This did not lift Basu’s jaded spirit who was immersed in thoughts of self-pity while this guy in what seemed a critical condition was cracking jokes on himself, at the nurses and making them laugh despite the many attachments all over his body. He had a positive attitude, and cheerful spirit and made no complaint unlike Basu griping to the nurse about a dull pain on the right side of his chest or likely constipation.

There was no evidence of fear in Anand despite the worried look of the nurses and their constant monitoring of his condition now and then. Poor chap, he was not allowed more than 500 ml of water the whole day. Again, in the night there was an emergency with doctors and nurses making a beeline to his bed. So, it was a surprise when in the morning around 7 am, Basu heard “Hello Basu, how are you? Could you sleep well despite the disturbance from my side last night?”

The nurse cautioned him not to speak loudly and to sleep for a while. This did not deter him from talking about his office and his work. At 7-30 am sharp, my wife came with coffee, sandwiches, fruits etc. Then some relatives and colleagues dropped in with special permission. Basu forgot about Anand and the curtain was drawn by the nurse.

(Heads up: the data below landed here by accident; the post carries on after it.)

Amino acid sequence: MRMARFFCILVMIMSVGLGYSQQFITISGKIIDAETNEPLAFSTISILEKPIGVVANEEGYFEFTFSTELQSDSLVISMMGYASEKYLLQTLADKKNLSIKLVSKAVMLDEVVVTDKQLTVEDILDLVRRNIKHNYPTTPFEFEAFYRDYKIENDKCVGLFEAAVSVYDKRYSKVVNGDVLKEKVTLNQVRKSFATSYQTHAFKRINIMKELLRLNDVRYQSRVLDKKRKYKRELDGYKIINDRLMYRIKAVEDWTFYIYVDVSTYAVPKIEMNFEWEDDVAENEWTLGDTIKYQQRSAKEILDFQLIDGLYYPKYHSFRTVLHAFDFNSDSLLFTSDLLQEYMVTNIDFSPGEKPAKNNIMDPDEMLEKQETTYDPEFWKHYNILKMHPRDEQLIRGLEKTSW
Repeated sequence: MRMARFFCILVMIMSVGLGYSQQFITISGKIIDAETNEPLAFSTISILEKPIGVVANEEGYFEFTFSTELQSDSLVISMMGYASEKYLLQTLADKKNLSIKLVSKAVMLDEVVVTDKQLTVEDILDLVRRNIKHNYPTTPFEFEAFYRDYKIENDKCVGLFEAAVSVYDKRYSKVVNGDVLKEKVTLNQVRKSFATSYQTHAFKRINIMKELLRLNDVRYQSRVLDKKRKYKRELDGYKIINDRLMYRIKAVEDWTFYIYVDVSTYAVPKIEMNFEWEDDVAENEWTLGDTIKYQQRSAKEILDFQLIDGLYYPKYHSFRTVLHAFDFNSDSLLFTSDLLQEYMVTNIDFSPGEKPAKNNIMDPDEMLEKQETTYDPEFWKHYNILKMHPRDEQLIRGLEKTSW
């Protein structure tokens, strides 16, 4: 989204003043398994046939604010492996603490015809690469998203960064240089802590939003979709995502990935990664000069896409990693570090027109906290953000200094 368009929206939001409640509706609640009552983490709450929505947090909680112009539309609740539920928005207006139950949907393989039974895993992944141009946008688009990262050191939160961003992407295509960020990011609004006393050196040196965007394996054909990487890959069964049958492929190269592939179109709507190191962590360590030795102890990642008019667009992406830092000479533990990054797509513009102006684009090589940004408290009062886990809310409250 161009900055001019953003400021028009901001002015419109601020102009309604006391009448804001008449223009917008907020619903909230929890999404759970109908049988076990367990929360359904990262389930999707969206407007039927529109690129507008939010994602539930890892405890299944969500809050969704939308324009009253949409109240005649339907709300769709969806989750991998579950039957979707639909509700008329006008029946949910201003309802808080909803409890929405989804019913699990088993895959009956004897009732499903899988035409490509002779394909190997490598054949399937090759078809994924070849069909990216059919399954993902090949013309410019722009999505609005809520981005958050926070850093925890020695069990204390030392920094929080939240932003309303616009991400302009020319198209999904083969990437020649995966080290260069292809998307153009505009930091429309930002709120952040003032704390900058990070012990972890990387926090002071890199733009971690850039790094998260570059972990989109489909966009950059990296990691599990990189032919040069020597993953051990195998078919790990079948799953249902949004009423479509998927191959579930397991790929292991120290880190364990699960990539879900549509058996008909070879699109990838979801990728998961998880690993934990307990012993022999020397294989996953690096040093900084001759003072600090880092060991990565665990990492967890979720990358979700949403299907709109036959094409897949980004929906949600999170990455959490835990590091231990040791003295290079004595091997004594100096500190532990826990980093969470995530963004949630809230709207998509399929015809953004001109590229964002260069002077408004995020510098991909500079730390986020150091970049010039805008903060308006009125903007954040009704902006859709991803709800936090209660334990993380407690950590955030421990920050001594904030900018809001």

At dinner time Anand was at his best making Basu laugh with his crazy jokes. He said “You are a lucky bloke as your wife seems very affectionate type and constantly with you. You have so many caring relatives and good friends calling on you while not even one  cared to enquire about my well-being."

When Basu smiled weakly, Anand remonstrated him,” Don’t scare your wife by pulling a long face all the time. Cheer up particularly when you are well and on the road to recovery. When we both go home, we will have a binge of beer to celebrate our homecoming.”